While "A needs X" often calls for supplementation by the Y X is needed for, Thomson, Wiggins and Braybrooke have argued that there is a sense of "need" for which this is unnecessary. But Gricean conventions for conversation allow us to use ellipsis in a unified account of "need" while explaining the data Thomson and Wiggins appeal to: nondetatchment of bare needs from more fully specified ones, avoidance of serious harm as a default filling of the Y-slot, and the apparent (...)
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  38. Ellipsis and Higher-Order Unification.Mary Dalrymple, Stuart M. Shieber & Fernando C. N. Pereira - 1991 - Linguistics and Philosophy 14 (4):399 - 452.
    We present a new method for characterizing the interpretive possibilities generated by elliptical constructions in natural language. Unlike previous analyses, which postulate ambiguity of interpretation or derivation in the full clause source of the ellipsis, our analysis requires no such hidden ambiguity. Further, the analysis follows relatively directly from an abstract statement of the ellipsis interpretation problem. It predicts correctly a wide range of interactions between ellipsis and other semantic phenomena such as quantifier scope and bound anaphora. Finally, although the (...)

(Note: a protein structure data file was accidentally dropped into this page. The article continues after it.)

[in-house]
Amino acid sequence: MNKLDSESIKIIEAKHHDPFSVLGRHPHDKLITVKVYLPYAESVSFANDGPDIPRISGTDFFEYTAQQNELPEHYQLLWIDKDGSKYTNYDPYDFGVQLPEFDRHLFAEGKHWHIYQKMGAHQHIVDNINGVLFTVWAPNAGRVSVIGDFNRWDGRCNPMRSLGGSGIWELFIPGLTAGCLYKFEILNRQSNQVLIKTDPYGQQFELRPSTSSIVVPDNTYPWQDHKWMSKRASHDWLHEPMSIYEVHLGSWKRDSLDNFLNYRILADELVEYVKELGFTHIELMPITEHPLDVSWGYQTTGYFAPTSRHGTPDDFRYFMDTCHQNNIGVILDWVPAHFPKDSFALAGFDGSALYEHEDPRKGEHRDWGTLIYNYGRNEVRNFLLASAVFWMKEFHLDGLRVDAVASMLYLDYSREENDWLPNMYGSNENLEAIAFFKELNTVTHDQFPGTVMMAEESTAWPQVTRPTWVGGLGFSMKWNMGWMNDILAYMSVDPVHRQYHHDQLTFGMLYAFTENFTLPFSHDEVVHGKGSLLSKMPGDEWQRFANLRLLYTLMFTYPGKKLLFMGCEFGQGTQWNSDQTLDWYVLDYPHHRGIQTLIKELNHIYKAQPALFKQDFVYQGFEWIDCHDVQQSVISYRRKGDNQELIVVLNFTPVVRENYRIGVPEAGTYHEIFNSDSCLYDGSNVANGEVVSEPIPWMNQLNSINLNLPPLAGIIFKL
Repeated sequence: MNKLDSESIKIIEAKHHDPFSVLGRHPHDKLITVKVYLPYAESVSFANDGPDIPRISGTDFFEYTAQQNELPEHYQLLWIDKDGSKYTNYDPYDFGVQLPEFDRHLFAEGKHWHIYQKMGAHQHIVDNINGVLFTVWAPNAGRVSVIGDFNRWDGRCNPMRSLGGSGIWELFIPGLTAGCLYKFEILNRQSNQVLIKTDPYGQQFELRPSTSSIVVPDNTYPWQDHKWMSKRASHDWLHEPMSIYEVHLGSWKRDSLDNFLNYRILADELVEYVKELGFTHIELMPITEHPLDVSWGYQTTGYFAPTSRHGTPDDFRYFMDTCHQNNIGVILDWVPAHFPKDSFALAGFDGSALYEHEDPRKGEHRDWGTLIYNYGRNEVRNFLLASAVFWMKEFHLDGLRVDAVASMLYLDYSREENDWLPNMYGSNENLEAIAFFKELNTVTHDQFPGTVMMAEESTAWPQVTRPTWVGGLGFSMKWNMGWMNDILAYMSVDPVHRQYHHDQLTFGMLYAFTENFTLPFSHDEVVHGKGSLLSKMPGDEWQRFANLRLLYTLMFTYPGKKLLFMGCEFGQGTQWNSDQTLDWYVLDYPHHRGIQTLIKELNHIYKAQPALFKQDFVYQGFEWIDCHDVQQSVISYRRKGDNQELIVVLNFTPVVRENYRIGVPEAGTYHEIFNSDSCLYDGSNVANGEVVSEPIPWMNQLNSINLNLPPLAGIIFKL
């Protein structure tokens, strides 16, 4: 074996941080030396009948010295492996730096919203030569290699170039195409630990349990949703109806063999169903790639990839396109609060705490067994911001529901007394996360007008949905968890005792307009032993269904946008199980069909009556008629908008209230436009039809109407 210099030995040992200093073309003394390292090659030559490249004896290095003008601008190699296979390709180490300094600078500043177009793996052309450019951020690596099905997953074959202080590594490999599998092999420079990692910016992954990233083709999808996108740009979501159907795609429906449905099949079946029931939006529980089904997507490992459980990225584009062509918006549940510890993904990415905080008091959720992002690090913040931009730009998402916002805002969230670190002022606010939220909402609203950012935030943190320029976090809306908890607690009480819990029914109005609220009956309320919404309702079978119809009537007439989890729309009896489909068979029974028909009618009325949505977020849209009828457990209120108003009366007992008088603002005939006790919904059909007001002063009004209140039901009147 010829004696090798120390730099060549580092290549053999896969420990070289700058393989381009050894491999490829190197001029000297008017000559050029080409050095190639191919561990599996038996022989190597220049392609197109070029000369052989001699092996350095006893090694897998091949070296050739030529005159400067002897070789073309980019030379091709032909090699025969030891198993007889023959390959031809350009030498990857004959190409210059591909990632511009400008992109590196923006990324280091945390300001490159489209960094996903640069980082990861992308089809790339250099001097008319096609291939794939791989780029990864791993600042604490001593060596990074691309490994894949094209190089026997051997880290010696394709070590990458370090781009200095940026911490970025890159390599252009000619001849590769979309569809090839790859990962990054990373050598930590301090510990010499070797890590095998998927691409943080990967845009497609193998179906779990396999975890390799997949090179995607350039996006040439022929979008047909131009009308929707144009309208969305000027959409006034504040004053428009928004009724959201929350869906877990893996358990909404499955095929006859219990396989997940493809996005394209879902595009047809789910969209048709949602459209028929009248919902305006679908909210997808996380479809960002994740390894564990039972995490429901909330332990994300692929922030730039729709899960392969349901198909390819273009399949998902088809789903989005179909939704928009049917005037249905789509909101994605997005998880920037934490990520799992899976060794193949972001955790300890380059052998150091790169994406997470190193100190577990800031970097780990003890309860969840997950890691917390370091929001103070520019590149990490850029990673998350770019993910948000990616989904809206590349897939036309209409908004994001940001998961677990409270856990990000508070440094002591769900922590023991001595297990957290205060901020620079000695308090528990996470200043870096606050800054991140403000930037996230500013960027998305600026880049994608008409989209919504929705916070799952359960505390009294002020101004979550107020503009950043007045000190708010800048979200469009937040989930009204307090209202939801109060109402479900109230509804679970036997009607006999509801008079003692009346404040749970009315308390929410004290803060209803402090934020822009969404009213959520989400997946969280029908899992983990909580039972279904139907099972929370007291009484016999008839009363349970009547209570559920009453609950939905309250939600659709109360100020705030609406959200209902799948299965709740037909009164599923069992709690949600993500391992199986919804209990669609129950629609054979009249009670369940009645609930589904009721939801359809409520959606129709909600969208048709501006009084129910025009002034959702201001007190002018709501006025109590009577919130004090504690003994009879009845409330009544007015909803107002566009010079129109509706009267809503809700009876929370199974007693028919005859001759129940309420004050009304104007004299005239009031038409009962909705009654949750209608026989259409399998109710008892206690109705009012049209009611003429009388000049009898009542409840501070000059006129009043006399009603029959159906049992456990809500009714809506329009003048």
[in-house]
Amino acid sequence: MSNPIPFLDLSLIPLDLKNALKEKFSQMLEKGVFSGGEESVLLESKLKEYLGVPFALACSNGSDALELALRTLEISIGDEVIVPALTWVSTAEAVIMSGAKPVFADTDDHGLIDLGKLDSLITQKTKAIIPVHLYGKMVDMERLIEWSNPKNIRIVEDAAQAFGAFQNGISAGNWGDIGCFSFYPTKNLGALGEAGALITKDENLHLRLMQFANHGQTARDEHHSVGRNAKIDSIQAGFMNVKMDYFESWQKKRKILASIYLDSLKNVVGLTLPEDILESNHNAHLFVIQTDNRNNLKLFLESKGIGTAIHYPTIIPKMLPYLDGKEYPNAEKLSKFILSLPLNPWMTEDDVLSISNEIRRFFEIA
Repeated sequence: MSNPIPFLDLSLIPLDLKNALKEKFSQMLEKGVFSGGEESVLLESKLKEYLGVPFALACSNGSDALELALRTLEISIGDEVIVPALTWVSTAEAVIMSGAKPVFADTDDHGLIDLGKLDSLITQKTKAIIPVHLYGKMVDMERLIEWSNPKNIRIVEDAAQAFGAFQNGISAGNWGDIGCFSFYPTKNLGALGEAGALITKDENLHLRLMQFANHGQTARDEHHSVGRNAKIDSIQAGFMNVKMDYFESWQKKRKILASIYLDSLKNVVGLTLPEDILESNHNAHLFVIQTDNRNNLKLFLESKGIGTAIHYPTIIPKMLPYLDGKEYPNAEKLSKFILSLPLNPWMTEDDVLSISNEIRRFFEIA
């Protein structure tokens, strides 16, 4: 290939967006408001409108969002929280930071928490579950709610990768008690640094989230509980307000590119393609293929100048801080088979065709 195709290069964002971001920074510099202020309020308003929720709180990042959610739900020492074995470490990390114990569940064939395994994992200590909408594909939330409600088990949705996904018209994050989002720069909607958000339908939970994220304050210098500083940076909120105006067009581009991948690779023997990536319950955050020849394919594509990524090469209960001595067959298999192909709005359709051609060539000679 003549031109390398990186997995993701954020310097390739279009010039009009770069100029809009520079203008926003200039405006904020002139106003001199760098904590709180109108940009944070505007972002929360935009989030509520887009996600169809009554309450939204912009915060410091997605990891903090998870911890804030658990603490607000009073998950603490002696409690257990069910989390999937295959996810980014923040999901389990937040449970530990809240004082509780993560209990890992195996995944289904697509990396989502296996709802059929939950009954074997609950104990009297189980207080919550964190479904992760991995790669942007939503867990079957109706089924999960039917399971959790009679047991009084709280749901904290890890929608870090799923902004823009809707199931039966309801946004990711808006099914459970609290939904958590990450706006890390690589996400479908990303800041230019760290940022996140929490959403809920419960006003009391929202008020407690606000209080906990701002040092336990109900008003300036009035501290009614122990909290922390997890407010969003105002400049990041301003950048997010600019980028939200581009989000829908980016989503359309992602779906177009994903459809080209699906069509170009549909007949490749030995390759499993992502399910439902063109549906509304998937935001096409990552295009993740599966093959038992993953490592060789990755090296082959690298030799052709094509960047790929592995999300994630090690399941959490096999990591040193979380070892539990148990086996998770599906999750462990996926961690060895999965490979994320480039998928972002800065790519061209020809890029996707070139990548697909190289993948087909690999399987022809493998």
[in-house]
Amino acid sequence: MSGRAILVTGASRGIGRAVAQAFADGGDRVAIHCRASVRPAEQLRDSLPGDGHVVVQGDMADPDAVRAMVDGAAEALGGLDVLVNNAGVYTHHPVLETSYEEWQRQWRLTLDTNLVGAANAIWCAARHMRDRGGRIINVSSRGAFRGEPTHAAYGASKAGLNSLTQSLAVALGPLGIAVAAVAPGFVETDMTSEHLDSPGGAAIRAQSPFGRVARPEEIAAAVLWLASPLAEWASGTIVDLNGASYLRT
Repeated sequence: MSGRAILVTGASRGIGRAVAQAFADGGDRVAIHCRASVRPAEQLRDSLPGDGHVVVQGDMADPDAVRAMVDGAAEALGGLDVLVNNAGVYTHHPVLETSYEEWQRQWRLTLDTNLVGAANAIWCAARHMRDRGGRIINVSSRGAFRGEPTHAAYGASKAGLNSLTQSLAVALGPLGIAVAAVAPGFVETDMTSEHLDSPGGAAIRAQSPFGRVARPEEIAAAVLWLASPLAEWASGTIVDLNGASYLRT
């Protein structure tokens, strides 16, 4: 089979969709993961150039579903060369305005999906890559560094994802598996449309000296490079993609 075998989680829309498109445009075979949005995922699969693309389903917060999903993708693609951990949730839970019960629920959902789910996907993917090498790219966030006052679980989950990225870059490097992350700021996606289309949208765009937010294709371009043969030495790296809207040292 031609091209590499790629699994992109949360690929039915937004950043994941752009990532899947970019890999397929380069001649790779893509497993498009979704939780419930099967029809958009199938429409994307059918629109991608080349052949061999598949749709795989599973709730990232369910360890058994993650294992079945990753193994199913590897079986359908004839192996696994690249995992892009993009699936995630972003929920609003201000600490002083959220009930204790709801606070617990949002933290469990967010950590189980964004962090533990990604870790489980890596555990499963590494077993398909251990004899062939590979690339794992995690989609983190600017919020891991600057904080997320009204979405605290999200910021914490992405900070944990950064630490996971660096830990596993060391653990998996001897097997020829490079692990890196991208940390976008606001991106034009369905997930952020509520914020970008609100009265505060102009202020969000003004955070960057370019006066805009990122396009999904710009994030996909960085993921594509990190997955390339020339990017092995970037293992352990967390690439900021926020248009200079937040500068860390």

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  39. On a Fictional Ellipsis.Rod Bertolet - 1984 - Erkenntnis 21 (2):189 - 194.
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  40. On the Form and Interpretation of Ellipsis.Crit Cremers - 1983 - In Alice G. B. Ter Meulen (ed.), Studies in Model theoretic Semantics. Foris Publications.
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  41. Focus, Parallelism and Accommodation.Danny Fox - unknown
    It is well-known that constructions involving ellipsis share many properties with constructions that involve phonological reduction. The similarity between ECs and PRCs is semantic: the interpretation of both is constrained by the interpretation of an antecedent. Rooth and Tancredi have pointed out that this similarity follows from an independently needed theory of focus.
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  42. Few Dogs Eat Whiskas or Cats Alpo.Kyle Johnson - unknown